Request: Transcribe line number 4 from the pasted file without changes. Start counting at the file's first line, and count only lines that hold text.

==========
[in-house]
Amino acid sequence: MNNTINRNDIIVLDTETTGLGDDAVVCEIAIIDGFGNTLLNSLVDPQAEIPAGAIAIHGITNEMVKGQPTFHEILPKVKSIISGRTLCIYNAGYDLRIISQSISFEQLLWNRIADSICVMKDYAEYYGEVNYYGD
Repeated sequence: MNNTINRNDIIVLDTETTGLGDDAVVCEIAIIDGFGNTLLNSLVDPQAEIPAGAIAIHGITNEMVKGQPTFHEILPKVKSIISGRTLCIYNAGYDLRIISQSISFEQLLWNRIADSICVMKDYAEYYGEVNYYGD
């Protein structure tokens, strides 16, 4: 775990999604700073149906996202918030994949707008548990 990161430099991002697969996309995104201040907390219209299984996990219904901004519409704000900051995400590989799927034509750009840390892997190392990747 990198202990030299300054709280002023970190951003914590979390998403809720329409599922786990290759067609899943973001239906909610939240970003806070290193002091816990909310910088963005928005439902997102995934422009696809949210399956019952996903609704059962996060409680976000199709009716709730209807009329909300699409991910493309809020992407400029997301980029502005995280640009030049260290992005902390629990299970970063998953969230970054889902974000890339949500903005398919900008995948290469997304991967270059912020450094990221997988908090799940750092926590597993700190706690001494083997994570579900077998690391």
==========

């Protein structure tokens, strides 16, 4: 775990999604700073149906996202918030994949707008548990 990161430099991002697969996309995104201040907390219209299984996990219904901004519409704000900051995400590989799927034509750009840390892997190392990747 990198202990030299300054709280002023970190951003914590979390998403809720329409599922786990290759067609899943973001239906909610939240970003806070290193002091816990909310910088963005928005439902997102995934422009696809949210399956019952996903609704059962996060409680976000199709009716709730209807009329909300699409991910493309809020992407400029997301980029502005995280640009030049260290992005902390629990299970970063998953969230970054889902974000890339949500903005398919900008995948290469997304991967270059912020450094990221997988908090799940750092926590597993700190706690001494083997994570579900077998690391």